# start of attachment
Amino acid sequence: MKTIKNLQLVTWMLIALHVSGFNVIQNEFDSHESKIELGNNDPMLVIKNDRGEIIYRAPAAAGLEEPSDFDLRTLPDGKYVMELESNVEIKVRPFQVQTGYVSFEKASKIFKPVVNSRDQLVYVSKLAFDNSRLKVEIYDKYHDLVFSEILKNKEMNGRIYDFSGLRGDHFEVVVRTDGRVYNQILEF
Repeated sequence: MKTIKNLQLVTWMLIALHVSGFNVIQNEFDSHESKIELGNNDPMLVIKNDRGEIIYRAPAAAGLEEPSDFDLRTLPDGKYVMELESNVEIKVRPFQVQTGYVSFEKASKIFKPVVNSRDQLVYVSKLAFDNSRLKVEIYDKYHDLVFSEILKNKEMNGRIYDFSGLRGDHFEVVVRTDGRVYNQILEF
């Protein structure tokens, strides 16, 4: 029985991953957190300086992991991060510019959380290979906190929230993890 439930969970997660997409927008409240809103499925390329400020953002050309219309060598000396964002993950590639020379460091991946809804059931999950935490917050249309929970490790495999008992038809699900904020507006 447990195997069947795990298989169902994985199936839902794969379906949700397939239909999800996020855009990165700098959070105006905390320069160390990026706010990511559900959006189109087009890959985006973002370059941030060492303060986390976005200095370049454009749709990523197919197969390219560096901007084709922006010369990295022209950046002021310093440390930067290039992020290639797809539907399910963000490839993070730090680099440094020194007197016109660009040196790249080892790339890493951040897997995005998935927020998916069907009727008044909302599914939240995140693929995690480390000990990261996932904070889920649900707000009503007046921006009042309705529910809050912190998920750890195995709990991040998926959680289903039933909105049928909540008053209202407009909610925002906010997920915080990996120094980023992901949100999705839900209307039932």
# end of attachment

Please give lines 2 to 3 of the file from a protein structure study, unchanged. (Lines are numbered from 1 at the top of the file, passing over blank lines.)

Repeated sequence: MKTIKNLQLVTWMLIALHVSGFNVIQNEFDSHESKIELGNNDPMLVIKNDRGEIIYRAPAAAGLEEPSDFDLRTLPDGKYVMELESNVEIKVRPFQVQTGYVSFEKASKIFKPVVNSRDQLVYVSKLAFDNSRLKVEIYDKYHDLVFSEILKNKEMNGRIYDFSGLRGDHFEVVVRTDGRVYNQILEF
């Protein structure tokens, strides 16, 4: 029985991953957190300086992991991060510019959380290979906190929230993890 439930969970997660997409927008409240809103499925390329400020953002050309219309060598000396964002993950590639020379460091991946809804059931999950935490917050249309929970490790495999008992038809699900904020507006 447990195997069947795990298989169902994985199936839902794969379906949700397939239909999800996020855009990165700098959070105006905390320069160390990026706010990511559900959006189109087009890959985006973002370059941030060492303060986390976005200095370049454009749709990523197919197969390219560096901007084709922006010369990295022209950046002021310093440390930067290039992020290639797809539907399910963000490839993070730090680099440094020194007197016109660009040196790249080892790339890493951040897997995005998935927020998916069907009727008044909302599914939240995140693929995690480390000990990261996932904070889920649900707000009503007046921006009042309705529910809050912190998920750890195995709990991040998926959680289903039933909105049928909540008053209202407009909610925002906010997920915080990996120094980023992901949100999705839900209307039932």